First, diaries are probably an okay place for fiction without needing to start putting fiction through the queue. If you want to queue 'em, perhaps a MLP to "fiction I wrote" is the way to do it, especially if your skin is thick.
Second, any fiction longer than 3 pages I just can't read on a monitor, and I think most people are in a similar boat. Anything long and literary I generally download to my Palm which is easier on my eyes and allows reclining in an easy chair, but I probably wouldn't bother for amateur fiction off a website.
Finally, the majority of fiction on the Intarweb just sucks. I have read historical fiction that has enraged me, science fiction that has made me cry, and "erotica" that's made me want to kill myself. This Intarweb is covered with awkward, stilted dialog, cliche-laden paragraphs, contrived plot devices, uninteresting stories, characters with the depth of a paper doll, and poor styles ranging from weak echos of other writers' voices to haphazard jumbles of words that barely convince that the writer has a firm grasp of English. And that's the better stuff, the rest is thinly-veiled fan fiction or blatant ripoffs of other peoples' work. How in the world somebody can use characters like "Princess Leia" in "their" work and pass it off as "original" is completely and totally beyond me.
Hell, most published fiction, including bestsellers, generally doesn't flip my switches. Look at the "hardcover fiction" here (as of this date :) ), would you really want to sit and read any of these on your computer monitor? Most new fiction I've read has left me totally unsatisfied, I can't even finish most of what I pick up, and even the newer stuff I tend to like (like Tom Clancy's stuff) leaves me cringing throughout. Especially Mr. Clancy, several novels later and his dialog is still forced, his characters are either rehashes of his few base characters or flat stereotypes, and he uses the same devices in his stories. On the other hand, he's an easy read, the stories tend to be interesting, and you can sort of put your brain into neutral, you're not going to miss a trick. Same goes for Stephen King.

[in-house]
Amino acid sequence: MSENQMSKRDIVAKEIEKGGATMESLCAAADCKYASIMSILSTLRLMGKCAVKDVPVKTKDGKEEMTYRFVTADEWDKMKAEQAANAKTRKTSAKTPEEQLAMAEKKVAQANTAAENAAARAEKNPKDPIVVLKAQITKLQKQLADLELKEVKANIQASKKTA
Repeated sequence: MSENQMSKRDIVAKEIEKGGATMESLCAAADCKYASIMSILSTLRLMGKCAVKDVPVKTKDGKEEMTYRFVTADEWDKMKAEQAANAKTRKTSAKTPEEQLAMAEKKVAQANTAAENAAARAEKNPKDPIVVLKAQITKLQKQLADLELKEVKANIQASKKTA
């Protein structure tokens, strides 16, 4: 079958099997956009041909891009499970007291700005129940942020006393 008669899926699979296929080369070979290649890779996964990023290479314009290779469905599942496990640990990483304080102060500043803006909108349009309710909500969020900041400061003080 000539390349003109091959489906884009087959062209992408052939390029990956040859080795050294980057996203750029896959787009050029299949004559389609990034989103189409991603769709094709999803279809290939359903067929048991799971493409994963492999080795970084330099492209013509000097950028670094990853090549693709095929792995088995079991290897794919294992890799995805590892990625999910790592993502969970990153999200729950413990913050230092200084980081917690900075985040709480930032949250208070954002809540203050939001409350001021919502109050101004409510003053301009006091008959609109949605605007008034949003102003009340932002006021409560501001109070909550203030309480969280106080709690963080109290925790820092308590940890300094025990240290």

If there's a "fiction" section on k5, I fear it will turn into a writers' workshop sort of thing, and based on my observations of the amateur writers-helping-writers thing it just turns into a mutual admiration society of people who can't write stroking other people who can't write, and encourages goofy excercises like "write a story that happens in parallel with something else you've written" or "write two stories so the events of each effect each other." It's a waste of time, and lets people share an illusion of not being bad writers. If you have a story to tell, and it's of novel length, and you have a decent grasp of English, you can write it without the help of an amateur society, and silly exercises won't help.
Nick McDonell just sat down and wrote "Twelve." If you have a novel in you and you desire to make your daily bread as a "writer," just write it, and don't goof around posting it to weblogs or getting stroked by other unpublished writers, try to get an agent, send sample chapters to publishers, in short, sell it. If you're just goofing around, put it in your diary, post it to usenet, or whatever.
"You can get a lot more done with a kind word and a gun, than with a kind word alone." -- Al Capone